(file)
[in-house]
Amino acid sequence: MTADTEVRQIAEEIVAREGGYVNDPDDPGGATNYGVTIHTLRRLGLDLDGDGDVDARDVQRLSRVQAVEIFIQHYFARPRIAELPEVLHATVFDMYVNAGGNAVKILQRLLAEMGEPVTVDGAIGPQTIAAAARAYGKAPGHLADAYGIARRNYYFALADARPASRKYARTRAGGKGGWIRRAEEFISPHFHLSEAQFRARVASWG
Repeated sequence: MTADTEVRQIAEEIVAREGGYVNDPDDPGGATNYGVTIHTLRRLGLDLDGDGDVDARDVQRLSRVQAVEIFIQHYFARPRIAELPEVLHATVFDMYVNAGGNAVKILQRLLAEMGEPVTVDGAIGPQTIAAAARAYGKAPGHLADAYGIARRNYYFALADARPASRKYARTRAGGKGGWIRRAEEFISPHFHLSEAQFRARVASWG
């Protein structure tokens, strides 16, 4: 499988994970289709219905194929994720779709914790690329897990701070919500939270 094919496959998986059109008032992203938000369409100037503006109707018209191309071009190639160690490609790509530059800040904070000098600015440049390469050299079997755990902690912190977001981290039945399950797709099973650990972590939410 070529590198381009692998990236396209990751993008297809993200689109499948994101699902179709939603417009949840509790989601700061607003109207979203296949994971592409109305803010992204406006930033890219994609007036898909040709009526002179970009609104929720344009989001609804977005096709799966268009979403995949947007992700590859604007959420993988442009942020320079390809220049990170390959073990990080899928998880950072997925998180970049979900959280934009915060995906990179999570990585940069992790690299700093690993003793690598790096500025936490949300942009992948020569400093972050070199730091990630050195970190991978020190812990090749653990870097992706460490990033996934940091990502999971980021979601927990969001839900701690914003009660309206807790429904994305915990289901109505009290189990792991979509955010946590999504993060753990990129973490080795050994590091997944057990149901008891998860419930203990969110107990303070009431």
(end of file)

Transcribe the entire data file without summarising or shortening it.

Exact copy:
[in-house]
Amino acid sequence: MTADTEVRQIAEEIVAREGGYVNDPDDPGGATNYGVTIHTLRRLGLDLDGDGDVDARDVQRLSRVQAVEIFIQHYFARPRIAELPEVLHATVFDMYVNAGGNAVKILQRLLAEMGEPVTVDGAIGPQTIAAAARAYGKAPGHLADAYGIARRNYYFALADARPASRKYARTRAGGKGGWIRRAEEFISPHFHLSEAQFRARVASWG
Repeated sequence: MTADTEVRQIAEEIVAREGGYVNDPDDPGGATNYGVTIHTLRRLGLDLDGDGDVDARDVQRLSRVQAVEIFIQHYFARPRIAELPEVLHATVFDMYVNAGGNAVKILQRLLAEMGEPVTVDGAIGPQTIAAAARAYGKAPGHLADAYGIARRNYYFALADARPASRKYARTRAGGKGGWIRRAEEFISPHFHLSEAQFRARVASWG
């Protein structure tokens, strides 16, 4: 499988994970289709219905194929994720779709914790690329897990701070919500939270 094919496959998986059109008032992203938000369409100037503006109707018209191309071009190639160690490609790509530059800040904070000098600015440049390469050299079997755990902690912190977001981290039945399950797709099973650990972590939410 070529590198381009692998990236396209990751993008297809993200689109499948994101699902179709939603417009949840509790989601700061607003109207979203296949994971592409109305803010992204406006930033890219994609007036898909040709009526002179970009609104929720344009989001609804977005096709799966268009979403995949947007992700590859604007959420993988442009942020320079390809220049990170390959073990990080899928998880950072997925998180970049979900959280934009915060995906990179999570990585940069992790690299700093690993003793690598790096500025936490949300942009992948020569400093972050070199730091990630050195970190991978020190812990090749653990870097992706460490990033996934940091990502999971980021979601927990969001839900701690914003009660309206807790429904994305915990289901109505009290189990792991979509955010946590999504993060753990990129973490080795050994590091997944057990149901008891998860419930203990969110107990303070009431």